## Invited Speakers

- Elke Brendel (University of Bonn)
- Andrea Cantini (University of Florence)
- Michał Godziszewski (University of Warsaw)
- Volker Halbach (University of Oxford)
- Joel David Hamkins (City University of New York)
- Deborah Kant (Humboldt University of Berlin)
- Peter Koepke (University of Bonn)
- Lavinia Picollo (MCMP, Munich)
- Graham Priest (City University of New York)
- Lorenzo Rossi (University of Salzburg)
- Thomas Schindler (University of Cambridge/MCMP, Munich)
- Peter Schuster (University of Verona)
- Albert Visser (University of Utrecht)
- Philip Welch (University of Bristol)

## Titles and abstracts (not complete)

**Tbc.**

*(Elke Brendel).*

Truthmaker maximalism (TMM) is the view that every true sentence has a truthmaker, where a truthmaker of a sentence σ is conceived as an entity whose mere existence necessitates the truth of σ. Peter Milne has attempted to refute TMM via a self-referential sentence M “saying” of itself that it doesn’t have a truthmaker. Milne argues that M turns out to be a true sentence without a truthmaker and thus provides a counterexample to TMM.

In contrast to Milne’s argument, it will be shown that M leads to a provable contradiction no matter how one assesses TMM. M turns out to be a liar-like sentence that gives rise to a Truthmaker-Paradox (TP). TP is an interesting paradox in its own right, but has no significance for the still virulent question of whether TMM is a philosophically plausible account.

**From self-reference to unboundedness**

*(Andrea Cantini)*.

As a starting point, we reconsider the paradoxes of Russell-Zermelo vs. Burali-Forti and

Mirimanoff. We then deal with Yablo's paradox by projecting it into different

formal frameworks.

In particular we discuss:

(i) a recent attempt to understand structural aspects underlying Yablo's paradox;

(ii) the same paradox in a classical theory of Frege structures and in a theory of stratified truth.

On some metalogical properties of Visser - Yablo sequences and potential infinity

*(Michal Tomasz Godziszewski).*

You can find the abstract here.

**Self-reference in arithmetic**

*(Volker Halbach).*

Many sentences in arithmetic that are of metamathematical interest are described as self-referential. In particular, the Gödel sentence is described as a sentence that claims its own unprovability, while the Henkin sentence is described as a sentence claiming its own provability. More recently philosophers have discussed whether Visser-Yablo sentences are self-referential. The notion of self-reference, however, seems blurry in these discussion; in other cases the analysis of self-reference seems just inadequate. The emphasis of the talk will be on the consequences of the analysis of self-reference for formal results in metamathematics.

**Self-reference in the universal algorithm**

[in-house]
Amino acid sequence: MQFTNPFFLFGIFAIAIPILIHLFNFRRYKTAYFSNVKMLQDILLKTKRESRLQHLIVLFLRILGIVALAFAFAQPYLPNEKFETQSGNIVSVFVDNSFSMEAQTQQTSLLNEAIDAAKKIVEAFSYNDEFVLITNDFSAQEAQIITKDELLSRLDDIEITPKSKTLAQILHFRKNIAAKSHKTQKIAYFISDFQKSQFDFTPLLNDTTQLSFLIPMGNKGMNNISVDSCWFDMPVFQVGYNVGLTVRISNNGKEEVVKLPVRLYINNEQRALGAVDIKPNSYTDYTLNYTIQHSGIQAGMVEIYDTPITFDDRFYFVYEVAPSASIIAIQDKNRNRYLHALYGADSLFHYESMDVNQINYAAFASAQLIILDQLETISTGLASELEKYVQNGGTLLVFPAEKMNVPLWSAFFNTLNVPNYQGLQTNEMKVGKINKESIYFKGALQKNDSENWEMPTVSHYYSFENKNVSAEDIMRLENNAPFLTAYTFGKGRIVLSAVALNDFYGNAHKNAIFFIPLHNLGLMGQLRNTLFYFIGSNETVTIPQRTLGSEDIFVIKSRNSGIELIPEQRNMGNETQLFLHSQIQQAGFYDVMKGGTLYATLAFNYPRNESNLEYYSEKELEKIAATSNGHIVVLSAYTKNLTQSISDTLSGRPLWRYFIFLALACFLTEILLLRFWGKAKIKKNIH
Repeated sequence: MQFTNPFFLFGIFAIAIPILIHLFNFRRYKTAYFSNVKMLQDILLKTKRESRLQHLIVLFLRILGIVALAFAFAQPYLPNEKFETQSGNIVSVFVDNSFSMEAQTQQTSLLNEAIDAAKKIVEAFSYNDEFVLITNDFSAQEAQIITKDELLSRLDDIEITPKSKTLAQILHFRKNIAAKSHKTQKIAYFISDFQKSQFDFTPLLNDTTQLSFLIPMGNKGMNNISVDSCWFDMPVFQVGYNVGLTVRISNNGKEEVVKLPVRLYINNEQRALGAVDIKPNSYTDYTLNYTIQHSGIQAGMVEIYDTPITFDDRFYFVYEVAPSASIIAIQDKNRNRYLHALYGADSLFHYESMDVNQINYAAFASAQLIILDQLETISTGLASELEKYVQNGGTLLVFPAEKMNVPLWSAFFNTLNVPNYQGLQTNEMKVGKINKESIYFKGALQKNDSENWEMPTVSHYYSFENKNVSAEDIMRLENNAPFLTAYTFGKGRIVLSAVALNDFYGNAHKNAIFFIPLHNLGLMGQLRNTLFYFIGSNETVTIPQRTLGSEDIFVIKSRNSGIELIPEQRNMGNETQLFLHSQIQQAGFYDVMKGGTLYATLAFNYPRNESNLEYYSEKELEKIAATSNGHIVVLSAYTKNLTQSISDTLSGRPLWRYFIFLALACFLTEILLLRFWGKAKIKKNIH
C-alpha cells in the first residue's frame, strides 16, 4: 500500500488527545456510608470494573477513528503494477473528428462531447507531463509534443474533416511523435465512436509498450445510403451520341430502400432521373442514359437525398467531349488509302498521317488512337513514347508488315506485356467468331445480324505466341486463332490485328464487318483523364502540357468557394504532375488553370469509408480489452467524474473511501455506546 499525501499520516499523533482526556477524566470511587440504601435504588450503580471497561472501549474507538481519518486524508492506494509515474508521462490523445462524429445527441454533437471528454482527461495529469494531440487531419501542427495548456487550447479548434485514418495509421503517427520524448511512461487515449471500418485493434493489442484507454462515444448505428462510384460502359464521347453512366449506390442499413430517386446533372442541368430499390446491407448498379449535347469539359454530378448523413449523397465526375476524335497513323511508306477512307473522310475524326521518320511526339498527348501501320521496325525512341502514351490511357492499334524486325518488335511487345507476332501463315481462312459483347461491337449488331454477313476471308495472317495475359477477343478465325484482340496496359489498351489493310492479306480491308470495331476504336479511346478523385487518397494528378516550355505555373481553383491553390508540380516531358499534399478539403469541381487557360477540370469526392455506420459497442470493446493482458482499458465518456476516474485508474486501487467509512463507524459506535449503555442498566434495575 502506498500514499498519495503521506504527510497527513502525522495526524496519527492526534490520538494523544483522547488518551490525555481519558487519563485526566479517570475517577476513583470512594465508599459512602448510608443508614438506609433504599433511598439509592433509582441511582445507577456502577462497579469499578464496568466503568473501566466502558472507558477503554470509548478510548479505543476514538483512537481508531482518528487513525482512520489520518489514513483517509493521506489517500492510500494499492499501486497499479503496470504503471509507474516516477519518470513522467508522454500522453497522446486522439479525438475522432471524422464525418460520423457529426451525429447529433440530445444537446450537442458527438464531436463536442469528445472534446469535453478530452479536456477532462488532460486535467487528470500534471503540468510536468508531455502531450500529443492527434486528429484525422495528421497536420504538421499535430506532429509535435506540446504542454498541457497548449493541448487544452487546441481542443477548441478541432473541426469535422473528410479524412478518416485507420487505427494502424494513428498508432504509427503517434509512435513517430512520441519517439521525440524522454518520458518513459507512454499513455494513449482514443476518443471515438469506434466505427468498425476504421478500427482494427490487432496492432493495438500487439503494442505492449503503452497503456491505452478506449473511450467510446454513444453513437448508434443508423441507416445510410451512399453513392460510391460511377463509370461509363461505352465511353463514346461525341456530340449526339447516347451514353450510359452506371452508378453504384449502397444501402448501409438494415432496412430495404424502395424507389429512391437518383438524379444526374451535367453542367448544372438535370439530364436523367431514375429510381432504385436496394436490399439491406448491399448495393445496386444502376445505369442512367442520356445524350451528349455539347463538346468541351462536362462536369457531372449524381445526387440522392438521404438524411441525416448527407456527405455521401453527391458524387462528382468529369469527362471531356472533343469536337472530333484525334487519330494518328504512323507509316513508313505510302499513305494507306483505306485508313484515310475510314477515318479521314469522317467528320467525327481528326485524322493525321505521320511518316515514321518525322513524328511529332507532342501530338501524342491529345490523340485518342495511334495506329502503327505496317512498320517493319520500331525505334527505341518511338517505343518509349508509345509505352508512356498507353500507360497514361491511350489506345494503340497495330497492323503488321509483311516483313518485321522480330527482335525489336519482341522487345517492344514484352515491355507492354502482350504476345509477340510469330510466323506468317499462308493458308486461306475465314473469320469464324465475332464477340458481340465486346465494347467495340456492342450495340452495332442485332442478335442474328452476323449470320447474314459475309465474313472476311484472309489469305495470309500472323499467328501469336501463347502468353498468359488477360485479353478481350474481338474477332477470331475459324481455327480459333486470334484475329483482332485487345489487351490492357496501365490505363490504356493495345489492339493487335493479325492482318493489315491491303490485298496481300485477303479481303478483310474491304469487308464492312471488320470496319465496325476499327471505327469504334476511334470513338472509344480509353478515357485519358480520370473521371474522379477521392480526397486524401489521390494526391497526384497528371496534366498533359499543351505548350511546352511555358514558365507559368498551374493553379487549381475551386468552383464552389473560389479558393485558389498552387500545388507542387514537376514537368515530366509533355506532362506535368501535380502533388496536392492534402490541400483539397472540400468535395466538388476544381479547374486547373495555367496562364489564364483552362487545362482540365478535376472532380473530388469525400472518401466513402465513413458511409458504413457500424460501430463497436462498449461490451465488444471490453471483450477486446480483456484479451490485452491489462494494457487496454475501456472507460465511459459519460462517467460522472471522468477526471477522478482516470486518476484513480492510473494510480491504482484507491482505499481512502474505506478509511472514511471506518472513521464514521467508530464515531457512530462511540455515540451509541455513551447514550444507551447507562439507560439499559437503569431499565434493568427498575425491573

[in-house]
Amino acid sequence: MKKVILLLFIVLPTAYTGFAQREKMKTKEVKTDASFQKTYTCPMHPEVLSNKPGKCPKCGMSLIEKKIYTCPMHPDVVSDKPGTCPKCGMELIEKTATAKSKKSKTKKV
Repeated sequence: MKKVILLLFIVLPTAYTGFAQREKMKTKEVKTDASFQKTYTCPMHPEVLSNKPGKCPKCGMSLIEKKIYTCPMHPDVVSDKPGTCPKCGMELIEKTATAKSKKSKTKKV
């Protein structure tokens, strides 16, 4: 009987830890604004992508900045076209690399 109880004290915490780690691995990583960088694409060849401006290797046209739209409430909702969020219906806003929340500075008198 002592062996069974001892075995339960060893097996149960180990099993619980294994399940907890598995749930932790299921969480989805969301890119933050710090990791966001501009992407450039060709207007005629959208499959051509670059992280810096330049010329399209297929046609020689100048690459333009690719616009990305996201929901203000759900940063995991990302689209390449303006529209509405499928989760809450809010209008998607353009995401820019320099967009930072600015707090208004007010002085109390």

*(Joel David Hamkins).*

I shall give an elementary account of the universal algorithm, due to Woodin, showing how the capacity for self-reference in arithmetic gives rise to a Turing machine program e, which provably enumerates a finite set of numbers, but which can in principle enumerate any finite set of numbers, when it is run in a suitable model of arithmetic. Furthermore, the algorithm can successively enumerate any desired extension of the sequence, when run in a suitable top-extension of the universe. Thus, the algorithm sheds some light on the debate between free will and determinism, if one should imagine extending the universe into a nonstandard time scale. An analogous result holds in set theory, where Woodin and I have provided a universal locally definable finite set, which can in principle be any finite set, in the right universe, and which can furthermore be successively extended to become any desired finite superset of that set in a suitable top-extension of that universe.

Comments and inquires can be made on the speaker's blog at http://jdh.hamkins.org/self-reference-in-the-universal-algorithm.

**This sentence is not provable**

*(Graham Priest).*

Gödel’s first Incompleteness Theorem is often phrased as: any (sufficiently strong) axiomatic

arithmetic is incomplete. This is inaccurate: what Gödel’s proof shows is that it is either

incomplete or inconsistent. Of course, if classical logic is used, then inconsistency implies

triviality; so it is natural enough to ignore the inconsistency alternative. However, this is not so if

a paraconsistent logic is used. Indeed, it is now known that there are axiomatic arithmetics that

are complete, inconsistent, and non-trivial. In this talk, I will explain what these theories a like,

and then turn to the question of what one should make of their existence philosophically.

A theory of paradoxes, with an application to some variants of Yablo’s and Visser’s paradoxes

*(Lorenzo Rossi).*

Tbc.

A graph-theoretic analysis of the semantic paradoxes

**(Thomas Schindler).**Tbc.